Higher-than-usual temperatures once again are prompting industry fear that there may be a surplus of lobsters in the pots in the waters off Maine and in Canada, and so a coalition of fishermen on Prince Edward Island have preemptively initiated a new round of civil disobedience at the docks. They’re boycotting and blocking the ports because the sudden and prolific appearance of lobsters, a month or so ahead of schedule, suggests a reprise of last season’s record-catch debacle, where the glut of soft-shell lobsters induced the wholesale market to drop dockside payouts to a record low $2.69 per pound. Citing the high cost and risks associated with hauling lobsters, several fishermen are demanding a flat $5 a pound for the season, compared to the current average $3 per pound wholesale price. Is $2 more a pound too much to pay for live lobster at the source when there’s a lobster roll purveyor on every other corner in New York City? Yes, it would seem so, because when it comes to the lobster industry, a rising tide decidedly does not lift all boats.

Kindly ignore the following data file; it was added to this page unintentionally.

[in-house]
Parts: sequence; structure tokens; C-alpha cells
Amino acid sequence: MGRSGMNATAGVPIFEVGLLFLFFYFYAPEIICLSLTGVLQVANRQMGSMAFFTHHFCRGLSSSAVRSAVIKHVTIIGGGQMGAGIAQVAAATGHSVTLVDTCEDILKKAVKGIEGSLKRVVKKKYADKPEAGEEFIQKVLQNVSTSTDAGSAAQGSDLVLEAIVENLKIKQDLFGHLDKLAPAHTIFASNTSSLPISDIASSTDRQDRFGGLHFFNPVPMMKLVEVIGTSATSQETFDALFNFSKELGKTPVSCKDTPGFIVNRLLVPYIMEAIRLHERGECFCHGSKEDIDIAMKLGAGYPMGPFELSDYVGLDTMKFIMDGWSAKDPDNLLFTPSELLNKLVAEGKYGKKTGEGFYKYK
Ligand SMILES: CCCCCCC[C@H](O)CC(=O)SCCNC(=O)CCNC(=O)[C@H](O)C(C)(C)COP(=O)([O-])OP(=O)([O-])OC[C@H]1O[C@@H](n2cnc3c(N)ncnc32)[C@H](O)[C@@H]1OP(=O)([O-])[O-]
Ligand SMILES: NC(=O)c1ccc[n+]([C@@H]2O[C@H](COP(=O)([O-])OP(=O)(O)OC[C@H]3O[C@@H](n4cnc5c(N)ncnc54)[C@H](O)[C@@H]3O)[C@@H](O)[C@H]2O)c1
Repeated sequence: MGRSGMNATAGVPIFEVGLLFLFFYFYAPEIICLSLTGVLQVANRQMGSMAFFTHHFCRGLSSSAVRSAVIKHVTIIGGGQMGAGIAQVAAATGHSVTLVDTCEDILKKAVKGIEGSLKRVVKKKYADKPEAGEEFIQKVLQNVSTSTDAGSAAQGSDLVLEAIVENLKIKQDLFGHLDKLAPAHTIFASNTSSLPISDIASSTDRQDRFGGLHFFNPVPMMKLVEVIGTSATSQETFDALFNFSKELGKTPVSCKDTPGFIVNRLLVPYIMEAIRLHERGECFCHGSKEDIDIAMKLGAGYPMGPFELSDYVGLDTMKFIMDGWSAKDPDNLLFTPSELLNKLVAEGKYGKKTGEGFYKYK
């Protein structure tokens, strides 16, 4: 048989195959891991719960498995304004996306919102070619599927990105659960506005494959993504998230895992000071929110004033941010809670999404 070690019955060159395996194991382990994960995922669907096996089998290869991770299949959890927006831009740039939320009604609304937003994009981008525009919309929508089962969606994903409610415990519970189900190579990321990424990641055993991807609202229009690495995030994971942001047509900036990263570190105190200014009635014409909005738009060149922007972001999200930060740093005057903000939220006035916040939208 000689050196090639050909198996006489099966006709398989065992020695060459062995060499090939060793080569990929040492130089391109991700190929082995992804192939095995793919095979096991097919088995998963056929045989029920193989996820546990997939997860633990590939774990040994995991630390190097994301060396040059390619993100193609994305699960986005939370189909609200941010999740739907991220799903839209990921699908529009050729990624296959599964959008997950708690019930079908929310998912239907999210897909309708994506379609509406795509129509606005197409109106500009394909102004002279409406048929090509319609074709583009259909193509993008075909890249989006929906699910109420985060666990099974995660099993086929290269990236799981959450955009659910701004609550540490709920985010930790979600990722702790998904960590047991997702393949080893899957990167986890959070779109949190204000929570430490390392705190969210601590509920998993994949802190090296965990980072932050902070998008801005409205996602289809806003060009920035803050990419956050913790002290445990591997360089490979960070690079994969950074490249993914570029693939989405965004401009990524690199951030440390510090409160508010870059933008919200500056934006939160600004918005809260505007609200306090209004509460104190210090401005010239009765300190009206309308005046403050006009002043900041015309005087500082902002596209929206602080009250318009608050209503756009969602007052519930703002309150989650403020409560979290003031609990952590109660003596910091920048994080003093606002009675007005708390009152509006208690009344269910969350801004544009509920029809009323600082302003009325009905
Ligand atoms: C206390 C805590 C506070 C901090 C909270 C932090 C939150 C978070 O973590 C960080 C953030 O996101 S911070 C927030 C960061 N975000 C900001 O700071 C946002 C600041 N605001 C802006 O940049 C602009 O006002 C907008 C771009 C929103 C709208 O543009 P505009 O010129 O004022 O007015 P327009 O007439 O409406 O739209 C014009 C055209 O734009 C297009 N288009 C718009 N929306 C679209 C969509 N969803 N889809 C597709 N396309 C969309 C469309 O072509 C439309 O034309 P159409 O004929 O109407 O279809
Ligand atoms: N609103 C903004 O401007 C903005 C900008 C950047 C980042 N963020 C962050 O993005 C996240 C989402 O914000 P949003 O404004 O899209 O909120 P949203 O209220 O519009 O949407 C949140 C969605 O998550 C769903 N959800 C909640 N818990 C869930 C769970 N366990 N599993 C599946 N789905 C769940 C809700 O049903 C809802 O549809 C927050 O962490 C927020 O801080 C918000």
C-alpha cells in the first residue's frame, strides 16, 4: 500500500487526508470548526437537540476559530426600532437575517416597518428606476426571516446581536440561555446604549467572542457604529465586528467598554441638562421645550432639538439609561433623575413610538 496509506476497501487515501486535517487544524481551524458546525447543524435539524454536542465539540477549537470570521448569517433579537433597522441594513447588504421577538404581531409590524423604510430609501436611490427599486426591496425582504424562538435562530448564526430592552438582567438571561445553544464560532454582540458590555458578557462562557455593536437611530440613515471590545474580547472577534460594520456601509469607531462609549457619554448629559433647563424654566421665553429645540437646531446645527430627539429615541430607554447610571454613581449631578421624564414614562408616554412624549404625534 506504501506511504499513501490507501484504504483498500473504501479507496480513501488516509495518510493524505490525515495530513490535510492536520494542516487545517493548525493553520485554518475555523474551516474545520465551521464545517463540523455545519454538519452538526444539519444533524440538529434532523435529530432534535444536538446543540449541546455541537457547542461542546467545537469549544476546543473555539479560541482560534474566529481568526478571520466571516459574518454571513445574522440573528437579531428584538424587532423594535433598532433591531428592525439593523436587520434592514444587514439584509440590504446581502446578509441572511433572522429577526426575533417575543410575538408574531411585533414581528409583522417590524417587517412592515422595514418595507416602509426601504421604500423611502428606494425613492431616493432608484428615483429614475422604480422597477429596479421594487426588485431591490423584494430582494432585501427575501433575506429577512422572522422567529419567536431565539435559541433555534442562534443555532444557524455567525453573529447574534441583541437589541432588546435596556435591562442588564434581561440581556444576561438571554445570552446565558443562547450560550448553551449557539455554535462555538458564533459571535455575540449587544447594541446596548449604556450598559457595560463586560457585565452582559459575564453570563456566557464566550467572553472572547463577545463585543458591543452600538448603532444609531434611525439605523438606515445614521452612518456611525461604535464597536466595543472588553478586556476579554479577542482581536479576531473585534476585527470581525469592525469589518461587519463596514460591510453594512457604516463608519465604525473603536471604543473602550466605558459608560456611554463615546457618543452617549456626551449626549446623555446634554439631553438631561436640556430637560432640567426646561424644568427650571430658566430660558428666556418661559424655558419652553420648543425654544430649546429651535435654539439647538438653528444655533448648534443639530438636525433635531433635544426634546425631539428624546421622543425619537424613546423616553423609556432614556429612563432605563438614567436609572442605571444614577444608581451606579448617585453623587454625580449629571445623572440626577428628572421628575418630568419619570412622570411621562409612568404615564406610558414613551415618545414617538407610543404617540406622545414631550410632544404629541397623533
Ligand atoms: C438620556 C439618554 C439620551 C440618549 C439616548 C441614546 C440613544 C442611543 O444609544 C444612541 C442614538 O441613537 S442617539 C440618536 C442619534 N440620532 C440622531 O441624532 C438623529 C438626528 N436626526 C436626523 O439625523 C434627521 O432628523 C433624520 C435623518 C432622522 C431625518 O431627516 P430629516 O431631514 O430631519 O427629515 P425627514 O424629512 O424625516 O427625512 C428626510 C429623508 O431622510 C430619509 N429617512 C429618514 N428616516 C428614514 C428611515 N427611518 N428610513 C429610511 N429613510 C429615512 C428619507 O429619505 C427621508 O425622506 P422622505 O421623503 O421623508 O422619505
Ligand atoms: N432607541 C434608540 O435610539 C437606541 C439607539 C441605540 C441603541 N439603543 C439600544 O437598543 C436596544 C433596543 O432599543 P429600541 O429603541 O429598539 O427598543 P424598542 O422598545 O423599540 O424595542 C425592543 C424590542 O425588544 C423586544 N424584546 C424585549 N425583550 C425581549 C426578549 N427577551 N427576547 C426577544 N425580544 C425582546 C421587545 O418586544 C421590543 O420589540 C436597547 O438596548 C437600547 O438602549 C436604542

“The only people not making money from lobster is us,” a fisherman named Donnie Johnston tells the Herald, reflecting a prevalent point of view. Even as wholesale prices plummet, the people who serve lobster, such as lobster-roll-makers, argue that they cannot drop their prices — which skyrocket up to $28 per roll, locally — because of the cumulative and associated price of doing business, including truckers and other middlemen. “Then I have costs associated with doing business,” Ed McFarland told Capital in 2010. “So there’s insurance, there’s payroll, there’s gas, electric, and in New York City, there’s rent and real estate tax, which is expensive.”
P.E.I. lobster fishermen demand $5 per pound [Chronicle Herald]
Lobster brawl: Why Canada and the U.S. may clash again [Star]
Earlier: Are Lobster Rolls Better in France?